YouTuber Candace Owens is Being Dubbed as the Next Tomi Lahren
YouTuber Candace Owens is conservatives' new outspoken token.
Image via Getty/Tom Williams
YouTuber Candace Owens is being dubbed by some as the next Tomi Lahren. The black, 28-year-old conservative is experiencing an expedient rise in popularity through the right-wing media circuit, and like the fallen Omarosa, could become its next outspoken token.
A new story from the Ozy chronicles the start of Owens’ career in conservative media. She used to be a liberal living in Stamford, Connecticut, attempting to jumpstart a database for reporting online bullying. Progressives allegedly criticized the site, Social Autopsy, for the possibility of its use to dox people. Somehow the backlash was so substantial that it caused Owens to rethink her political standing and switch sides if you will. “I realized my friends were my enemies, and my enemies were my friends,” Owens said to YouTuber Dave Rubin, according to Ozy.
She found a friend in Breitbart News, who published a positive story on her database. She’s now a frequent headliner at Republican rallies, and was a featured speaker at the Conservative Political Action Conference in February hosting a panel titled “An Affair to Remember: How the Far Left and the Mainstream Media Got in Bed Together.” “I uploaded a video onto YouTube five months ago, and I am sitting on the CPAC stage today,” the 28-year-old said during her appearance.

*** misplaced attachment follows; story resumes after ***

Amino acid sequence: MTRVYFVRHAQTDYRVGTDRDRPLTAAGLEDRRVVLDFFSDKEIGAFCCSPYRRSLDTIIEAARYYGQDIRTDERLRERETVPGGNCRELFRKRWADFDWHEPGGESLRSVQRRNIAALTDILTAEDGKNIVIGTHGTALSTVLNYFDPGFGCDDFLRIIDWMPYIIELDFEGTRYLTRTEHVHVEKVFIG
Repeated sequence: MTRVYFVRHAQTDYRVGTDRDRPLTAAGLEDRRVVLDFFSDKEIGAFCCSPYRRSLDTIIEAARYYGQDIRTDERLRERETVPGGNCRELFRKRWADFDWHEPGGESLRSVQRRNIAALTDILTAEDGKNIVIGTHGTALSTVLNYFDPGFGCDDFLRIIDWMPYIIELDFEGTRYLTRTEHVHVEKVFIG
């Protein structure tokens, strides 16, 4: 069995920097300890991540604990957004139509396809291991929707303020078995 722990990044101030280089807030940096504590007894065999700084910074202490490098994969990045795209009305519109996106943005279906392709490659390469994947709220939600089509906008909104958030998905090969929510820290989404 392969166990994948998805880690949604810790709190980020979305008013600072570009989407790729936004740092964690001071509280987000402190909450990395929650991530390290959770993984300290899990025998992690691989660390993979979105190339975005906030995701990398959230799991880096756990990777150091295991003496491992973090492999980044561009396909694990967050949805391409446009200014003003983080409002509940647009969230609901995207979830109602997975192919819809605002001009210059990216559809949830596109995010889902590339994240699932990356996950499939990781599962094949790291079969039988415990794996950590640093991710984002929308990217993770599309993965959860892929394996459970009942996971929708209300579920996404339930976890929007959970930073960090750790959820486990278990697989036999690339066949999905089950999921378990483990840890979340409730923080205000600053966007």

Her first YouTube video, a “coming out” as a conservative garnered over 258,000 views. Her channel Red Black Pill, inspired by the Matrix, now has dozens of videos which have led to Fox News appearances and other radio and TV interviews. The videos feature titles like “How to Escape the Democrat Plantation” and “WTF? Black Lives Matter Has a List of Demands for White People!”
The videos from the former Vogue employee and University of Rhode Island journalism grad brings to mind the early days of mayonnaise Tami Lahren’s “Final Thoughts” segments on The Blaze. Her videos include a mix of outrage, conservative appeals, and rare specificities.
Owens is of course, not without her conservative critics. According to Ozy, Eugene Craig, a former vice chairman of the Maryland GOP, called Owens “an opportunistic person who, for the development of her own celebrity, uses and attacks Black culture while claiming to do minority engagement."
“So original,” Craig said. “She’s a Tomi Lahren in blackface.”